The 100th film by Japanese master Takashi Miike is an irreverent and gory samurai film about a skilled warrior who attains immortality and is coaxed out of retirement to hunt down the assassins of a young girl’s family.

“There’s something for every samurai action fan – blood, brutality, heroes, villains, supernatural shenanigans, high adventure, fantasy, and thrills.” – Adam Fresco, Flicks.co.nz

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Brigsby Bear

Isolated from the wider world and educated by a TV show no-one else has ever seen, a 35-year-old is forced to integrate into a society that doesn’t recognise any of his formative experiences.

“What could have easily been some flight-of-fancy fluff turns out to be a heart-soothing charmer about therapy through filmmaking.” – Liam Maguren, Flicks.co.nz

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The Love Witch

A modern-day witch uses spells and magic to get men to fall in love with her, in this fully-realised, unique, vision from multi-hyphenate director Anna Biller – who did everything from writing and editing to production design, music and costume design.

“The level of obsessive detailing by filmmaker Anna Biller permeates every facet of The Love Witch, making for viewing that will captivate while pondering about what the film has to say about screen portrayals of women and men will come later.” – Steve Newall, Flicks.co.nz

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The Farthest

Documentary on the science project of the 20th century, NASA’s Voyager space program, and the far-reaching probes launched 40 years ago.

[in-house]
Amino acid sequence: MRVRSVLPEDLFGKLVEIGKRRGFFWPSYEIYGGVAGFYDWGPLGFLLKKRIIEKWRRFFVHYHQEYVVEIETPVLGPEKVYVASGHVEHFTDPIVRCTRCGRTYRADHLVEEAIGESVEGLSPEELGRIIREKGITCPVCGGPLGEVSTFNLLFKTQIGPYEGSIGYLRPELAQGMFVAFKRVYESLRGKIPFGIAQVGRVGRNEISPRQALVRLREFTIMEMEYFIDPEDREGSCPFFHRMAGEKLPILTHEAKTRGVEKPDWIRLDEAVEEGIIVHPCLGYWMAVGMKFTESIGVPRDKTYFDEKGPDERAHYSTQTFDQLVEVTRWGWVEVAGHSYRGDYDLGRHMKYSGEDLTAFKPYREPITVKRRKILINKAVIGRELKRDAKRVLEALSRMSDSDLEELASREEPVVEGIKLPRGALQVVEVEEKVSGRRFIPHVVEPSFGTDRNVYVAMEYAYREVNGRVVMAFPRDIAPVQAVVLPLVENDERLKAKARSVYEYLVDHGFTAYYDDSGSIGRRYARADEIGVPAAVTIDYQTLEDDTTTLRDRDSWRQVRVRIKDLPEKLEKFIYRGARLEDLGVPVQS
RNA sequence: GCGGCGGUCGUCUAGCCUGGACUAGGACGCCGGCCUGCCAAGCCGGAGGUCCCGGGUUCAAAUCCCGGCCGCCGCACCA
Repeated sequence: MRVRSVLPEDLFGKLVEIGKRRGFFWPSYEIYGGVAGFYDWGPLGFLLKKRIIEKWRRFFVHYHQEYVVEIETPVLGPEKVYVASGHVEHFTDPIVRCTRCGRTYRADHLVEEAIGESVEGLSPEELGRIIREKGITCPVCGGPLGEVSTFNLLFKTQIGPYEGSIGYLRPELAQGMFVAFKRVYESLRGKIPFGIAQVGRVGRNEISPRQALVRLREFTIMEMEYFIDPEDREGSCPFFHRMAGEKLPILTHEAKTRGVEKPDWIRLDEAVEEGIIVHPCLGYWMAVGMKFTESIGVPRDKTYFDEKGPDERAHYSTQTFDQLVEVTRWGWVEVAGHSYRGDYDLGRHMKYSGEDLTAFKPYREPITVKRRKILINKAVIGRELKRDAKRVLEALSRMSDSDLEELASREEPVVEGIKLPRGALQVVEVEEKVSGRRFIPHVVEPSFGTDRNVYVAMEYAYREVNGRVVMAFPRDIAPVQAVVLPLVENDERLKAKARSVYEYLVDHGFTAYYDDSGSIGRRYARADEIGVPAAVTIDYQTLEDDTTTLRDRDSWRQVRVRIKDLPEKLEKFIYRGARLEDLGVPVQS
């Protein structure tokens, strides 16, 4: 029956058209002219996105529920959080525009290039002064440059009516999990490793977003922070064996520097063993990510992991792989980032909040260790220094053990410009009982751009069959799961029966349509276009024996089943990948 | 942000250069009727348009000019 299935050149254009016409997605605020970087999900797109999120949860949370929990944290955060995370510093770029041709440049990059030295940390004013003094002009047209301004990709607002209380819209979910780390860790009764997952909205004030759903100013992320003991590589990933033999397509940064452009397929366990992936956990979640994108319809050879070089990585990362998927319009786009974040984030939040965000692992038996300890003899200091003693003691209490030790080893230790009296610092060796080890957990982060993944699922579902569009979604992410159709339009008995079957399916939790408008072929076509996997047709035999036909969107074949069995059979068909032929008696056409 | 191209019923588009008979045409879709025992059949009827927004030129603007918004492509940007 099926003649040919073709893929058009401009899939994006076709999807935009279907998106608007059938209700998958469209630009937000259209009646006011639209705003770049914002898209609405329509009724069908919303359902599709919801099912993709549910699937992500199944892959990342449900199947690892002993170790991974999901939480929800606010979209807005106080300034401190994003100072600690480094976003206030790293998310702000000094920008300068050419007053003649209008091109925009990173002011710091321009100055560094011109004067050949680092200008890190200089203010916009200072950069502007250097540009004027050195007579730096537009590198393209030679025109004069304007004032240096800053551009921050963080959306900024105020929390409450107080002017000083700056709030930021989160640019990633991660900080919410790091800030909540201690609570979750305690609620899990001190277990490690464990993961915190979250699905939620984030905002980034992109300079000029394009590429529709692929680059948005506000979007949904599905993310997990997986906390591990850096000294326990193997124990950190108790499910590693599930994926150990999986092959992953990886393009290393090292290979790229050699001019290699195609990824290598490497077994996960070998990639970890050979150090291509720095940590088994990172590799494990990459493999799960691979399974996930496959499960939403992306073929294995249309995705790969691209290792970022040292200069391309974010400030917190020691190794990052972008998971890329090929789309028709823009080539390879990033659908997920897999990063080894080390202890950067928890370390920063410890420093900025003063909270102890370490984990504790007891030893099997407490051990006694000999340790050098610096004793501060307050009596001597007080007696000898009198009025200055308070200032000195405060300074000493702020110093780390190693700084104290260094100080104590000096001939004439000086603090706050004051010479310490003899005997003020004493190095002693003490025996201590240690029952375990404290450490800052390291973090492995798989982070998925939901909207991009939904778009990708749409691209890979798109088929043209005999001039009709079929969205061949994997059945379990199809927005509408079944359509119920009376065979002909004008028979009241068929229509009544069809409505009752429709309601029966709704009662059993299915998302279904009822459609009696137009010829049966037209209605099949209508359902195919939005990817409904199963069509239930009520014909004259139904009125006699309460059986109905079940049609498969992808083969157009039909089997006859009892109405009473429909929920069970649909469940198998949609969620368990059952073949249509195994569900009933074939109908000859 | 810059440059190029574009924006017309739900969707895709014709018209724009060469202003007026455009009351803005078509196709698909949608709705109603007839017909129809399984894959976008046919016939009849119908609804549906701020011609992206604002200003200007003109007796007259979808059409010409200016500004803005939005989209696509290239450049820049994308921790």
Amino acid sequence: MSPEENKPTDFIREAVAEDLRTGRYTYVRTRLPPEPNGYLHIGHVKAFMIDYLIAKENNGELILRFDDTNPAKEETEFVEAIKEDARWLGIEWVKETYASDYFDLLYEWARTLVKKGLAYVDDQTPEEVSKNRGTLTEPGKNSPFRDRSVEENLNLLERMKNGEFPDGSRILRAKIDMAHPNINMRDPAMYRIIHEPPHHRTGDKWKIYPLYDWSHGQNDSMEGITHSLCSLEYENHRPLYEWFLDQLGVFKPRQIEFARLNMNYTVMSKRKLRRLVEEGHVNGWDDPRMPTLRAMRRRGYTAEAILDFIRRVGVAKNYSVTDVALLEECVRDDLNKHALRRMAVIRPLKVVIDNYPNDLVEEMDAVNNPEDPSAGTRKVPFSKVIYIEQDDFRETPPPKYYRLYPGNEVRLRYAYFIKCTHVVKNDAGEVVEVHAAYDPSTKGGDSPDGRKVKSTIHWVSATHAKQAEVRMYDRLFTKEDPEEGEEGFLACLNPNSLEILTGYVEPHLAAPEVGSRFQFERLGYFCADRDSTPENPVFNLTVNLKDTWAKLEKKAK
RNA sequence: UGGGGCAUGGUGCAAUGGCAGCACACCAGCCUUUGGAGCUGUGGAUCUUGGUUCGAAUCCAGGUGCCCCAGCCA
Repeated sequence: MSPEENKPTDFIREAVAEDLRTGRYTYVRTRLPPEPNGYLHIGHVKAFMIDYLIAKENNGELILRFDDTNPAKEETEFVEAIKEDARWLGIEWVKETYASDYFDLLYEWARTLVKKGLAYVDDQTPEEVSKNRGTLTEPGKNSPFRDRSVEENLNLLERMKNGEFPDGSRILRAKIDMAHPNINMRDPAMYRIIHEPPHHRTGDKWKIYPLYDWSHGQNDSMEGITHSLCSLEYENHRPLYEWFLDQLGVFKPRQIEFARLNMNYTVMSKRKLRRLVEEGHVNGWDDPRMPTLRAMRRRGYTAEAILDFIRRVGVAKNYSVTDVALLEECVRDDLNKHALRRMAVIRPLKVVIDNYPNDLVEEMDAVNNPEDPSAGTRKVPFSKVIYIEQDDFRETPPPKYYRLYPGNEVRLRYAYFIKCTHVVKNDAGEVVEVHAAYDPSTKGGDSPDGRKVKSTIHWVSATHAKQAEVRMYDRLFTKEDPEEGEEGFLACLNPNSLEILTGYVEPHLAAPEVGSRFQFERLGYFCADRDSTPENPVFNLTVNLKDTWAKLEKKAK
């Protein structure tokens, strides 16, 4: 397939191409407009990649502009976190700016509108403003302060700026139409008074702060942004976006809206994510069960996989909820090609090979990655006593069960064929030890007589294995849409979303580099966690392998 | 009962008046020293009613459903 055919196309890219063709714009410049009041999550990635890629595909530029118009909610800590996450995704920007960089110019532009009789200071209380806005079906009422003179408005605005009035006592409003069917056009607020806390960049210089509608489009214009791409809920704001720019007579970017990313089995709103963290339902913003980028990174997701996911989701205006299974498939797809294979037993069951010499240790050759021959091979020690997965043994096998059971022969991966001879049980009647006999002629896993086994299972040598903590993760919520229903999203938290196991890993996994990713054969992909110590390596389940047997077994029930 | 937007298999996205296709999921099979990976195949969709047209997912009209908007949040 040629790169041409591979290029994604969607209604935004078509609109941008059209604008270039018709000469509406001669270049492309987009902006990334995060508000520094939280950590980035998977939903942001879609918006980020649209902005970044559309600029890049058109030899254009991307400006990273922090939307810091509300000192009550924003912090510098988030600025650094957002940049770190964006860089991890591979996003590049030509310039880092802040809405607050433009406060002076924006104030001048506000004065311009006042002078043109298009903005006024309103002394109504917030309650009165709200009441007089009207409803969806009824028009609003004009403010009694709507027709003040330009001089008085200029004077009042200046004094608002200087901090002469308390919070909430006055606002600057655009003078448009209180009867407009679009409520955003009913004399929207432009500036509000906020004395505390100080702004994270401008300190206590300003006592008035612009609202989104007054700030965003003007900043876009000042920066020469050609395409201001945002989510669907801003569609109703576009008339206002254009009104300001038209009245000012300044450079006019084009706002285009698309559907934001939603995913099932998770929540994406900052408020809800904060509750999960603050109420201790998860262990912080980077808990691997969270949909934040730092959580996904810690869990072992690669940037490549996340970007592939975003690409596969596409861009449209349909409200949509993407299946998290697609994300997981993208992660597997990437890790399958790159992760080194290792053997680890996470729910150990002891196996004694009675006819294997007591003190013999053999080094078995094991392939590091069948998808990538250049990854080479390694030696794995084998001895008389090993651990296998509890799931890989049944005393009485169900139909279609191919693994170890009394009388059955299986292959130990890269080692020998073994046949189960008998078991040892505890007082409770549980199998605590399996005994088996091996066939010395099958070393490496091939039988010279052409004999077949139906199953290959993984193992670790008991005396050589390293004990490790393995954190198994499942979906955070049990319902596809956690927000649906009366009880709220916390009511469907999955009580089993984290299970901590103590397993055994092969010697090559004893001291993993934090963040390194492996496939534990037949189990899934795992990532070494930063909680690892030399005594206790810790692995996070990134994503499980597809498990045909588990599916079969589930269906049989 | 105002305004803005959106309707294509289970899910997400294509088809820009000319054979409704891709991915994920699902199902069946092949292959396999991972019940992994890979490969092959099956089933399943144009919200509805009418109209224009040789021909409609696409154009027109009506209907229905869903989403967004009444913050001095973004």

“Bubbly, effortless crowd-pleaser – like a slicker Particle Fever – holds attention for two hours as scientists weep, Chuck Berry is blasted across the solar system and photos of distant planets three billion miles away are somehow beamed back to Earth.” – Aaron Yap, Flicks.co.nz

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Call Me By Your Name

Luca Guadagnino (A Bigger Splash) directs this 1983-set tale of a blooming intimacy between two young people who share the summer together.

“This first-love coming-of-age tale is intimate, intense, incisive, and a whole lot of other things starting with ‘i’, but what makes this an incredibly immortal film is its sense of timelessness” – Liam Maguren, Flicks.co.nz

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The Beguiled

Cannes Best Director-winning period drama from Sofia Coppola, set in a girls boarding school that takes in an injured, scheming, Civil War defector. Stars Colin Farrell, Nicole Kidman, Kirsten Dunst and Elle Fanning.

“Steeped in simmering tension underlined by the constant thrum of insects, The Beguiled is surprisingly funny and ultimately haunting, with great performances by Farrell and Dunst in particular.” – Tony Stamp, Flicks.co.nz

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Bad Genius

A group of school friends scheme to rake in mega bucks by helping others cheat on their exams in this Thai suspense thriller.

“Although a thoroughly entertaining film, between the frequent laughs and thrilling exam scenes (yes, seriously), there lies here a surprisingly moving drama.” – Daniel Rutledge, Flicks.co.nz

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The Square

Palme d’Or-winning satirical drama from Swedish helmer Ruben Östlund (Force Majeure), following the curator of a contemporary art museum as he is tested by a series of shameful situations – and some god-awful art.

“A great way to start the festival – frequently hilarious, with plenty to talk about afterwards, and marking a breakout English-language performance by lead Claes Bang.” – Steve Newall, Flicks.co.nz

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The Killing of a Sacred Deer

Colin Farrell reunites with Yorgos Lanthimos, his director from The Lobster, to play a man whose placid domestic life – and marriage to Nicole Kidman –  is slowly disrupted by the demands of a teenage stalker.

“Things get very scary indeed, but even when it’s at its taboo-busting worst, this never feels very lurid and maintains a black humour throughout.” – Daniel Rutledge, Flicks.co.nz